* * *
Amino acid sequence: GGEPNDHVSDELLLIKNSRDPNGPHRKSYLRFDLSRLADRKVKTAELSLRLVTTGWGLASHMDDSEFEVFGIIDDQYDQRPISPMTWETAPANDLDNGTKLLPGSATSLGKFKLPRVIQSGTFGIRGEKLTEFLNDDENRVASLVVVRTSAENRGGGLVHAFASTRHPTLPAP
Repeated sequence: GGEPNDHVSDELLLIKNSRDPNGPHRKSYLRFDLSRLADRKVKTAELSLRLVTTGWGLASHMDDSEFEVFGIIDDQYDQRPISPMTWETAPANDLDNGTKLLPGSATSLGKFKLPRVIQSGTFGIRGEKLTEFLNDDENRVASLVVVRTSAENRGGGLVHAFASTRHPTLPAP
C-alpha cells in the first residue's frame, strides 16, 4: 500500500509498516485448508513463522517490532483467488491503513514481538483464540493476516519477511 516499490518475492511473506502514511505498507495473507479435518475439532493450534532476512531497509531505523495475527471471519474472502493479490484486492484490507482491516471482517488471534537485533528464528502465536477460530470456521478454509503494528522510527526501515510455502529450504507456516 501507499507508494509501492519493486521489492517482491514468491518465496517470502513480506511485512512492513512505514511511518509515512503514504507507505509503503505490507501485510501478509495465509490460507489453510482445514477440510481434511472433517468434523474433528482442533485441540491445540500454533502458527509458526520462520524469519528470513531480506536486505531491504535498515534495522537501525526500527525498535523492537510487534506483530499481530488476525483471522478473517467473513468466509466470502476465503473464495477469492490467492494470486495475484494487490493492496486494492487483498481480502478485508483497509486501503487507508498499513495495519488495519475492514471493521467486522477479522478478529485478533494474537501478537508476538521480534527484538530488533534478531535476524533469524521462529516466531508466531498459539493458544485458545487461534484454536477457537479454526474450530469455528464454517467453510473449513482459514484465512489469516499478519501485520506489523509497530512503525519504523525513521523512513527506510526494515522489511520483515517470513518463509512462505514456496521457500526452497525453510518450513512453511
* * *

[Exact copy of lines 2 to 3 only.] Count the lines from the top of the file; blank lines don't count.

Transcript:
Repeated sequence: GGEPNDHVSDELLLIKNSRDPNGPHRKSYLRFDLSRLADRKVKTAELSLRLVTTGWGLASHMDDSEFEVFGIIDDQYDQRPISPMTWETAPANDLDNGTKLLPGSATSLGKFKLPRVIQSGTFGIRGEKLTEFLNDDENRVASLVVVRTSAENRGGGLVHAFASTRHPTLPAP
C-alpha cells in the first residue's frame, strides 16, 4: 500500500509498516485448508513463522517490532483467488491503513514481538483464540493476516519477511 516499490518475492511473506502514511505498507495473507479435518475439532493450534532476512531497509531505523495475527471471519474472502493479490484486492484490507482491516471482517488471534537485533528464528502465536477460530470456521478454509503494528522510527526501515510455502529450504507456516 501507499507508494509501492519493486521489492517482491514468491518465496517470502513480506511485512512492513512505514511511518509515512503514504507507505509503503505490507501485510501478509495465509490460507489453510482445514477440510481434511472433517468434523474433528482442533485441540491445540500454533502458527509458526520462520524469519528470513531480506536486505531491504535498515534495522537501525526500527525498535523492537510487534506483530499481530488476525483471522478473517467473513468466509466470502476465503473464495477469492490467492494470486495475484494487490493492496486494492487483498481480502478485508483497509486501503487507508498499513495495519488495519475492514471493521467486522477479522478478529485478533494474537501478537508476538521480534527484538530488533534478531535476524533469524521462529516466531508466531498459539493458544485458545487461534484454536477457537479454526474450530469455528464454517467453510473449513482459514484465512489469516499478519501485520506489523509497530512503525519504523525513521523512513527506510526494515522489511520483515517470513518463509512462505514456496521457500526452497525453510518450513512453511